From “Frat” Boy to Good Boy – Ice’s Transformation!

No one can say that Ice lacks spunk. Despite his rather “cold” moniker, the 1-year-old Boxer mix is an outrageously energetic pup with a plucky personality. And with his animated, wagging tale and tongue hanging lazily from his mouth, Ice will happily barrel into a new friend with his signature greeting.

This was how the staff at Foothills Animal Shelter met Ice after he was surrendered to the Shelter in the beginning of September. Noting his obvious energy, it was clear upon that first meeting that Ice would be a candidate for the Shelter’s behavior program. Although Ice was friendly with everyone he met, the Animal Enrichment Team noticed that he tended to not only jump all over the place but would also excitedly pull on his leash.

“Ice is what we call a ‘frat’ boy – he stresses ‘up’ in a Shelter environment; so instead of shying away and hiding in corners, he gets really excited and his energy levels go up,” said Darby Maloney, Foothills Animal Shelter’s Animal Enrichment Coordinator. “We knew that getting him out of the Shelter environment would be most helpful for his progress.”

 

To get him out of the Shelter, Maloney would take Ice on long walks in and around the area. During this time Ice would spend hours in an environment that allowed for him to let out some of his energy and take in the sights and smells of the Colorado outdoors. Almost immediately the Animal Enrichment Team began seeing an improvement in Ice’s demeanor and energy levels. However, Ice still wasn’t quite ready for adoption. Since he would be meeting potential families in the Shelter, in addition to still having to interact with staff and volunteers there, the team knew that he would need more work in calming his exchanges with people.

“He is an incredibly smart dog in addition to being very high-energy, so we knew that in our work with Ice we had to run exercises that would stimulate him mentally as well as physically,” said Stephanie Baigent, the Shelter’s Animal Enrichment Manager. “We knew that we would also need to teach him how to ‘dog’ around people.”

Baigent, along with the rest of her Animal Enrichment Team and the help of several dedicated volunteers gave him the opportunities to do just that.

Spread out amongst a vast green field on a rainy Friday morning, Stephanie Baigent, and close to 20 volunteers, form a loose circle where they all await Ice’s arrival with bags of chicken in their pockets. There they will run an exercise with Ice – allowing him to run around the circle to those that call out his name and where he will be awarded with a delicious chicken treat only after he sits patiently for his presenter. It’s a training activity outside of his daily walks and play-groups that keeps him active and challenges him to alter his behaviors to receive his rewards, and fortunately, it is also one that Ice takes to right away. Within minutes of starting the exercise he already catches on, steadily waiting for his chicken from each circle participant.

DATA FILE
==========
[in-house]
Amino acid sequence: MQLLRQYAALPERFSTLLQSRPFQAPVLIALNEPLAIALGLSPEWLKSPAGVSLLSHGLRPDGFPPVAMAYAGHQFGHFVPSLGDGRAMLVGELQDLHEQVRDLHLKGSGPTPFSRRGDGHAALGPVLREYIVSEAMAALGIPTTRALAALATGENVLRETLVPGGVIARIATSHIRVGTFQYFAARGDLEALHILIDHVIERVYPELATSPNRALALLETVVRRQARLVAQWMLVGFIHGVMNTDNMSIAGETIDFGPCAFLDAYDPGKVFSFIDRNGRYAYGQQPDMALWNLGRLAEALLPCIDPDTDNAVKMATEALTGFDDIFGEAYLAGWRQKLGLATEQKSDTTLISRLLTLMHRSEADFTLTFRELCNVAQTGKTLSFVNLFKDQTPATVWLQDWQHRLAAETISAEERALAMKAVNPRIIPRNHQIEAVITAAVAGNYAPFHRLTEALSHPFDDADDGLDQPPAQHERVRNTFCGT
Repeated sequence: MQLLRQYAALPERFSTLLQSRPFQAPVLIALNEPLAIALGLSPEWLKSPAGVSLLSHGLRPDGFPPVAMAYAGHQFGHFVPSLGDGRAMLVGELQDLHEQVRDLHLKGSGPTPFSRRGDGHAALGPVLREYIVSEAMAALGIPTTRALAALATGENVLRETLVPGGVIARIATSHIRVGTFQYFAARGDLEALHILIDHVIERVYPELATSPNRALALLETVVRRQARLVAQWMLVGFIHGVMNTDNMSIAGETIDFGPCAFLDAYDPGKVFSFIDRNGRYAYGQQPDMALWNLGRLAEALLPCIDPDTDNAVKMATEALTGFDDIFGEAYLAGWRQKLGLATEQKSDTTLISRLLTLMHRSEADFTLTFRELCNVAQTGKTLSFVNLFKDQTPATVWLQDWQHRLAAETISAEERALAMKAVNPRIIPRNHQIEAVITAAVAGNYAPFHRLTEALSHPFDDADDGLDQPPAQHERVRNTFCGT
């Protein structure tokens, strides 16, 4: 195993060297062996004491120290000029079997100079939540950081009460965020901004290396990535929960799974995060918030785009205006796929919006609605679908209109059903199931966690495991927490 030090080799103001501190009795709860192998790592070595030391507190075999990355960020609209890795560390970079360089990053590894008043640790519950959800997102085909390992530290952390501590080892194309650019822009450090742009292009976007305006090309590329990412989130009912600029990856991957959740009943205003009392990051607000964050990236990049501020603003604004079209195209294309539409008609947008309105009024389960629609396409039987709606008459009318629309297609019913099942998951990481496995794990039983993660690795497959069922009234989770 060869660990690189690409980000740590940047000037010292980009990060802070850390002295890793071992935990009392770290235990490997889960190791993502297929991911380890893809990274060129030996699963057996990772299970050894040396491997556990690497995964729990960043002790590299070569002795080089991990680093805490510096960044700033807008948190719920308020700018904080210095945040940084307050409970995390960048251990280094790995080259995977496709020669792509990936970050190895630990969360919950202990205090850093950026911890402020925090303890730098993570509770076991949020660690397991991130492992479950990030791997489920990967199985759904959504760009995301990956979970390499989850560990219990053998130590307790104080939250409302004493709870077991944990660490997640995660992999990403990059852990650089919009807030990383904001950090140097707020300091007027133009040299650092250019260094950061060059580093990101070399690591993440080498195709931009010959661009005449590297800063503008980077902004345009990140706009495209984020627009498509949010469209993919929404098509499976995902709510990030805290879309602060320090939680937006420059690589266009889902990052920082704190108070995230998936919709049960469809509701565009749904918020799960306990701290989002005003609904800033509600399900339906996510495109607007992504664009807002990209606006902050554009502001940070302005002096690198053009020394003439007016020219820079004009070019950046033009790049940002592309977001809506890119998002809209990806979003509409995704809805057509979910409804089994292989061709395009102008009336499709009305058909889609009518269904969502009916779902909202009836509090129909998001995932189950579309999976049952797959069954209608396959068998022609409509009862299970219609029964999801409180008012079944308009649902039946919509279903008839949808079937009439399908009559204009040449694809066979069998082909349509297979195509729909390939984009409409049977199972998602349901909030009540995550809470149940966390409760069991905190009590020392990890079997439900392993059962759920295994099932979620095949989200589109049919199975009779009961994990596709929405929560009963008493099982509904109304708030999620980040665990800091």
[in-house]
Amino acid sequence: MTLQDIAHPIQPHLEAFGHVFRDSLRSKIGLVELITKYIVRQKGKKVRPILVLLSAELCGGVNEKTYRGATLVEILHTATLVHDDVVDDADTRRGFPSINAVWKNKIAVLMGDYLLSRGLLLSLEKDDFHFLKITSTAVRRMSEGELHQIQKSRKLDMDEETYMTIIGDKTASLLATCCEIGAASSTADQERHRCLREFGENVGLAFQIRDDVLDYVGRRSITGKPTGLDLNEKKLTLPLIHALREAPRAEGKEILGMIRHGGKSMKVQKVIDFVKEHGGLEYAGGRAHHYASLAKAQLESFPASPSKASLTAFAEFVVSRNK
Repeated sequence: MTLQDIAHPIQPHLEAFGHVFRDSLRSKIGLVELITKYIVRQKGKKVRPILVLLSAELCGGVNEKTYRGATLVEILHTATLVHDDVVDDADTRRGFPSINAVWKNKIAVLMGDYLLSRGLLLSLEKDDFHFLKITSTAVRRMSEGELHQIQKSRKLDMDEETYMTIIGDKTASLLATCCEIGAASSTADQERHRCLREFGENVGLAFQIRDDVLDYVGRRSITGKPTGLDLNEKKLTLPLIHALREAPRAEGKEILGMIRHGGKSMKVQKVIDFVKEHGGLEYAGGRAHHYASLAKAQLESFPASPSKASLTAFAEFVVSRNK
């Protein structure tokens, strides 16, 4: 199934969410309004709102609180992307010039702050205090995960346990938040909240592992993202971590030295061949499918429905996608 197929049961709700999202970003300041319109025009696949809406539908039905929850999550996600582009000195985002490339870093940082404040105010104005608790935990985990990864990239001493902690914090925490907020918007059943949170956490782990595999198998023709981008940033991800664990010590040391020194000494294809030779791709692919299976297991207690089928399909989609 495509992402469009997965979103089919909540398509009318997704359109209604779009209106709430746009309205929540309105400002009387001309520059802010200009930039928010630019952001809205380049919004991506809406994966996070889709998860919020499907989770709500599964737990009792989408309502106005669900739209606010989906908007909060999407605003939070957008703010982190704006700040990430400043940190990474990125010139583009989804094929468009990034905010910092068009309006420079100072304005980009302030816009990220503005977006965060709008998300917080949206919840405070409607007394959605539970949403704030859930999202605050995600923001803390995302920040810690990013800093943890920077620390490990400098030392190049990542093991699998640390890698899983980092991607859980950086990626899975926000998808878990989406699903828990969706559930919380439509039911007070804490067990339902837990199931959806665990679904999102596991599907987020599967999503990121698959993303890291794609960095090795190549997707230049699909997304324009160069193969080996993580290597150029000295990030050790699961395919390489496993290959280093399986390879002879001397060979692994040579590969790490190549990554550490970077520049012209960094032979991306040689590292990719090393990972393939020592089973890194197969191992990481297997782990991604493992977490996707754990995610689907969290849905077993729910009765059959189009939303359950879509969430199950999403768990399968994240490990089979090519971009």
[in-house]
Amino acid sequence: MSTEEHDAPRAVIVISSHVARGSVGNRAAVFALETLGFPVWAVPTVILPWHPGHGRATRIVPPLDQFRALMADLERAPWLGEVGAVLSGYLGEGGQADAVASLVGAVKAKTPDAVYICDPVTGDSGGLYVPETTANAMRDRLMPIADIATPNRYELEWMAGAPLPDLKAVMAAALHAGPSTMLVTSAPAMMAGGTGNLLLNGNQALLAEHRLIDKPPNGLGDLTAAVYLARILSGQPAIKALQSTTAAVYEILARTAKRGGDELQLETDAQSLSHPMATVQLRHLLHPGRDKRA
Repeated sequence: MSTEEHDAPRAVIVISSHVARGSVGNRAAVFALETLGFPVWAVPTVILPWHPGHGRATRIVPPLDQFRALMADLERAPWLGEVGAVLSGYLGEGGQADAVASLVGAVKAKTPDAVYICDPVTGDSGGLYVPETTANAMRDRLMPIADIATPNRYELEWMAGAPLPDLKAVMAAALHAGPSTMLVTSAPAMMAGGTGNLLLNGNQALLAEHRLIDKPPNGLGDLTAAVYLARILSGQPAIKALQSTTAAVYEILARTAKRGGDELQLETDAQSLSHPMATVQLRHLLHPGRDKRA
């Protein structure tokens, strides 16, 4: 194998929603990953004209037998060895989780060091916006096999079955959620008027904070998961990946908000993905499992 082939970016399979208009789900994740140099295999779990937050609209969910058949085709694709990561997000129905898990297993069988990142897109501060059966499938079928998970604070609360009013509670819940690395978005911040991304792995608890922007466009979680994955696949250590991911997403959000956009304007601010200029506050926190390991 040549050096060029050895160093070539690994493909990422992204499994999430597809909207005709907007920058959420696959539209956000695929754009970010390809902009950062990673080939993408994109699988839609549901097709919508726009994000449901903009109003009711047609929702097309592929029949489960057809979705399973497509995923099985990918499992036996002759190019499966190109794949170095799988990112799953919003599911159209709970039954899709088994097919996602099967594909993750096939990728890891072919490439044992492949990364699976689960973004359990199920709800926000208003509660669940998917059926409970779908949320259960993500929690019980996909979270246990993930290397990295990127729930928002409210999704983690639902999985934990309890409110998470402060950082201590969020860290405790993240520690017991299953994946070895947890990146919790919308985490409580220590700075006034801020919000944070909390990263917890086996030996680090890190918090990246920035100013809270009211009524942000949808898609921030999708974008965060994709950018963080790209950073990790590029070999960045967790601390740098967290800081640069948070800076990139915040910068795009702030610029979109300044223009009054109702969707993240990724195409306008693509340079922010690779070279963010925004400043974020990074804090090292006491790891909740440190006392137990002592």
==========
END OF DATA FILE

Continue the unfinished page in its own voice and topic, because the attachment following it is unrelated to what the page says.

“Ice has definitely been one of our biggest success stories,” said Darby Maloney. “He took to his training so fast and he made such a huge improvement in a short amount of time. He was such a joy to work with.”

Ice’s long walks, play-groups and behavior exercises with staff and volunteers had truly paid off. Ice was a quick learner and soon learned how to “dog” around people – sitting nicely when greeting new friends and waiting patiently for chicken and treats. And after just a few short weeks he was ready to find his forever home! Luckily for Ice, he didn’t have to wait very long. When Katrina and her family came to the Shelter to meet Ice, they knew right away that he was the perfect pup for them!

“Ice is a huge part of our family and we love him so much! Ice fits in perfectly with our active lifestyle in our tiny mountain town and has settled in beautifully,” said Katrina, Ice’s new adoptive mom. “He has calmed down tremendously, but his 2 walks a day help with that! We are hoping to soon start our adventure of therapy training so that Ice can become a licensed therapy dog for children with disabilities!”

Because of the extensive work of the Shelter’s Animal Enrichment Team, Ice became another Foothills Animal Shelter success story with a happy ending! And while his signature greeting may have changed a bit, thanks to the team, he is always still happy to oblige a new friend with a face full of slobbery kisses…now with their permission of course!

See Ice in action! Click play to see our Behavior Team run some exercises with Ice and adoptable dog Cisco, with the help of some of our amazing volunteers!


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